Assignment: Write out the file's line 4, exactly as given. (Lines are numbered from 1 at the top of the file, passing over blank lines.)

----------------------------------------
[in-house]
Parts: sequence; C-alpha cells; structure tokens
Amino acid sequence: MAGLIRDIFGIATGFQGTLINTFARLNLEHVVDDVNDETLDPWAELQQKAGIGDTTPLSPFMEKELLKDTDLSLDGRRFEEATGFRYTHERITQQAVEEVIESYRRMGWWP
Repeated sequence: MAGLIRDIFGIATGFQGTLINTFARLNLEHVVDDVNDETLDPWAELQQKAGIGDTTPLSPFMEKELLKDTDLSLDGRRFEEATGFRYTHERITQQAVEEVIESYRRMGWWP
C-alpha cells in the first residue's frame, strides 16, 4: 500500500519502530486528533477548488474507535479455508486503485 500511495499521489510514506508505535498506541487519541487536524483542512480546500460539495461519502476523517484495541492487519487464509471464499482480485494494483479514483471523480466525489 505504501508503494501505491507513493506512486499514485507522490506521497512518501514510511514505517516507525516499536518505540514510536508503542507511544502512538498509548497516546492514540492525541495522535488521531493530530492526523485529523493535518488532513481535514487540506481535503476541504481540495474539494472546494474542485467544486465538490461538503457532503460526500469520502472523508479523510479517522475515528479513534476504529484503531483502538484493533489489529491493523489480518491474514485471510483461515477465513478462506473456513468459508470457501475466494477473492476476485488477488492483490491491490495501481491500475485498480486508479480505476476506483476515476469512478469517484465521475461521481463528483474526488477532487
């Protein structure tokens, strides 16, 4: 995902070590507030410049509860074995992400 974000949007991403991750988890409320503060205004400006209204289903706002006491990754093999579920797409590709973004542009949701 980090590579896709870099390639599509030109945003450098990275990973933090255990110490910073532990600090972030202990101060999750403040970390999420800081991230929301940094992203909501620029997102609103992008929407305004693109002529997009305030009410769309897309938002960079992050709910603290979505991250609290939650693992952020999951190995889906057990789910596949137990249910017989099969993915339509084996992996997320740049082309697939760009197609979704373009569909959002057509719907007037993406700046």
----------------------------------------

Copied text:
Repeated sequence: MAGLIRDIFGIATGFQGTLINTFARLNLEHVVDDVNDETLDPWAELQQKAGIGDTTPLSPFMEKELLKDTDLSLDGRRFEEATGFRYTHERITQQAVEEVIESYRRMGWWP